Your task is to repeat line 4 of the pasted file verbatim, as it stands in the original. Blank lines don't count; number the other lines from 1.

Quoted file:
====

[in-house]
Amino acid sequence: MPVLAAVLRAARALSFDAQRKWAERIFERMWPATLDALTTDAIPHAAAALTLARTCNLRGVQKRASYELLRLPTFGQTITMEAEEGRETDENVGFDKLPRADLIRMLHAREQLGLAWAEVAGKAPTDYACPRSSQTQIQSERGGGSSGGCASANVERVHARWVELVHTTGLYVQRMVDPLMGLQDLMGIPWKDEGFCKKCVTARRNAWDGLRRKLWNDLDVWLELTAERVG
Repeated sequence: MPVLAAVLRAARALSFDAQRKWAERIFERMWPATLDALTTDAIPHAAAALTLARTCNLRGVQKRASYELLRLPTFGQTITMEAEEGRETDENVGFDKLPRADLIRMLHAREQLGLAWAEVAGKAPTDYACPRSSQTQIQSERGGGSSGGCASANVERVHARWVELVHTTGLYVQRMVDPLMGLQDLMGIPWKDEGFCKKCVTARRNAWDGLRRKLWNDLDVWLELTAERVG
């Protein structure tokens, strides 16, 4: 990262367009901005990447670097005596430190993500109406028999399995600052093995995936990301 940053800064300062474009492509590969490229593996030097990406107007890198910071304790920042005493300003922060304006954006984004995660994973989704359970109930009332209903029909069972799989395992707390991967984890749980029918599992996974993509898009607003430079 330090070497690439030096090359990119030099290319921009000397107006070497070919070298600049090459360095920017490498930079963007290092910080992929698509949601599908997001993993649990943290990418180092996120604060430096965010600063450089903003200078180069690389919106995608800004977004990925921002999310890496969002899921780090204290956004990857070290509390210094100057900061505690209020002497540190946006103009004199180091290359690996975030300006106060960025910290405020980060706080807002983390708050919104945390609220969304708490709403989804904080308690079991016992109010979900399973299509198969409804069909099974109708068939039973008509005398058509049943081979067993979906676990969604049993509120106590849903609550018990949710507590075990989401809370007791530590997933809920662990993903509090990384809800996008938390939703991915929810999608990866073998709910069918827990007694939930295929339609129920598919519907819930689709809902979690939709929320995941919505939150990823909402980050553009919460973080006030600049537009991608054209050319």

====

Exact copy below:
């Protein structure tokens, strides 16, 4: 990262367009901005990447670097005596430190993500109406028999399995600052093995995936990301 940053800064300062474009492509590969490229593996030097990406107007890198910071304790920042005493300003922060304006954006984004995660994973989704359970109930009332209903029909069972799989395992707390991967984890749980029918599992996974993509898009607003430079 330090070497690439030096090359990119030099290319921009000397107006070497070919070298600049090459360095920017490498930079963007290092910080992929698509949601599908997001993993649990943290990418180092996120604060430096965010600063450089903003200078180069690389919106995608800004977004990925921002999310890496969002899921780090204290956004990857070290509390210094100057900061505690209020002497540190946006103009004199180091290359690996975030300006106060960025910290405020980060706080807002983390708050919104945390609220969304708490709403989804904080308690079991016992109010979900399973299509198969409804069909099974109708068939039973008509005398058509049943081979067993979906676990969604049993509120106590849903609550018990949710507590075990989401809370007791530590997933809920662990993903509090990384809800996008938390939703991915929810999608990866073998709910069918827990007694939930295929339609129920598919519907819930689709809902979690939709929320995941919505939150990823909402980050553009919460973080006030600049537009991608054209050319």